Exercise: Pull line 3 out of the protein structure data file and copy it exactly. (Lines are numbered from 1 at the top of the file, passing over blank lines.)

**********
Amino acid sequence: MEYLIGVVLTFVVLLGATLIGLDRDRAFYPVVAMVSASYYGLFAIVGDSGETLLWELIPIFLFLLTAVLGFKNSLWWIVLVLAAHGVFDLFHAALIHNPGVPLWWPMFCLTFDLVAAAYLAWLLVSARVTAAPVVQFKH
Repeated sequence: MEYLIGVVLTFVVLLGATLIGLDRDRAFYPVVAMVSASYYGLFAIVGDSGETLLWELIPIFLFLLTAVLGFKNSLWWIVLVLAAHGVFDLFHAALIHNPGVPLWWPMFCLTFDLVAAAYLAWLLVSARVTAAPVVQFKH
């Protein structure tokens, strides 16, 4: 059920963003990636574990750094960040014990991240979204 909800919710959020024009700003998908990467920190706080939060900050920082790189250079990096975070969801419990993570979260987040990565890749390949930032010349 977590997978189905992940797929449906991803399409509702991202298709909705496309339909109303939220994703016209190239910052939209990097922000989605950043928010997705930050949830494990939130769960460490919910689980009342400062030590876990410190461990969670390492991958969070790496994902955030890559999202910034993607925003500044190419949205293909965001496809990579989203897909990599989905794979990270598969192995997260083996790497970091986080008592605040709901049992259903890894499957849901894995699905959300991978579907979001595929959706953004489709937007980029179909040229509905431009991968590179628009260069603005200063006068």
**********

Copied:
């Protein structure tokens, strides 16, 4: 059920963003990636574990750094960040014990991240979204 909800919710959020024009700003998908990467920190706080939060900050920082790189250079990096975070969801419990993570979260987040990565890749390949930032010349 977590997978189905992940797929449906991803399409509702991202298709909705496309339909109303939220994703016209190239910052939209990097922000989605950043928010997705930050949830494990939130769960460490919910689980009342400062030590876990410190461990969670390492991958969070790496994902955030890559999202910034993607925003500044190419949205293909965001496809990579989203897909990599989905794979990270598969192995997260083996790497970091986080008592605040709901049992259903890894499957849901894995699905959300991978579907979001595929959706953004489709937007980029179909040229509905431009991968590179628009260069603005200063006068």